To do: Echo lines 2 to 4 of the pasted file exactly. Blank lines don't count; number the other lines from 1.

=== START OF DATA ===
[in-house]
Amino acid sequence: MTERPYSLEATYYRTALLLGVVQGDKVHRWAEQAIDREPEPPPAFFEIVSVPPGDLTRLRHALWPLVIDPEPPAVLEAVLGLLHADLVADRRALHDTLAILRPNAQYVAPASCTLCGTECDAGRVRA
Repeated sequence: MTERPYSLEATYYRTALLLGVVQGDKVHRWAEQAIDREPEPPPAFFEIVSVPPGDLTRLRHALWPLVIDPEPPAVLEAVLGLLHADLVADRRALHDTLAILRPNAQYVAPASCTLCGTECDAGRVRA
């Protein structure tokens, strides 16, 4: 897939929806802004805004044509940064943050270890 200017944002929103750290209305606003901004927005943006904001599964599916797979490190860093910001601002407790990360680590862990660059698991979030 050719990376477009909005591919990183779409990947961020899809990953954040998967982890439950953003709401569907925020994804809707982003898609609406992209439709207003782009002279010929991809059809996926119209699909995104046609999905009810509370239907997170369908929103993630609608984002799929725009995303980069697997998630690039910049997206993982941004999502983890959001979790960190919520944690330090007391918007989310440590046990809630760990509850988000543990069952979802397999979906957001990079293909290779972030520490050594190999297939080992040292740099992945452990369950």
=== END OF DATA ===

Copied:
Amino acid sequence: MTERPYSLEATYYRTALLLGVVQGDKVHRWAEQAIDREPEPPPAFFEIVSVPPGDLTRLRHALWPLVIDPEPPAVLEAVLGLLHADLVADRRALHDTLAILRPNAQYVAPASCTLCGTECDAGRVRA
Repeated sequence: MTERPYSLEATYYRTALLLGVVQGDKVHRWAEQAIDREPEPPPAFFEIVSVPPGDLTRLRHALWPLVIDPEPPAVLEAVLGLLHADLVADRRALHDTLAILRPNAQYVAPASCTLCGTECDAGRVRA
């Protein structure tokens, strides 16, 4: 897939929806802004805004044509940064943050270890 200017944002929103750290209305606003901004927005943006904001599964599916797979490190860093910001601002407790990360680590862990660059698991979030 050719990376477009909005591919990183779409990947961020899809990953954040998967982890439950953003709401569907925020994804809707982003898609609406992209439709207003782009002279010929991809059809996926119209699909995104046609999905009810509370239907997170369908929103993630609608984002799929725009995303980069697997998630690039910049997206993982941004999502983890959001979790960190919520944690330090007391918007989310440590046990809630760990509850988000543990069952979802397999979906957001990079293909290779972030520490050594190999297939080992040292740099992945452990369950």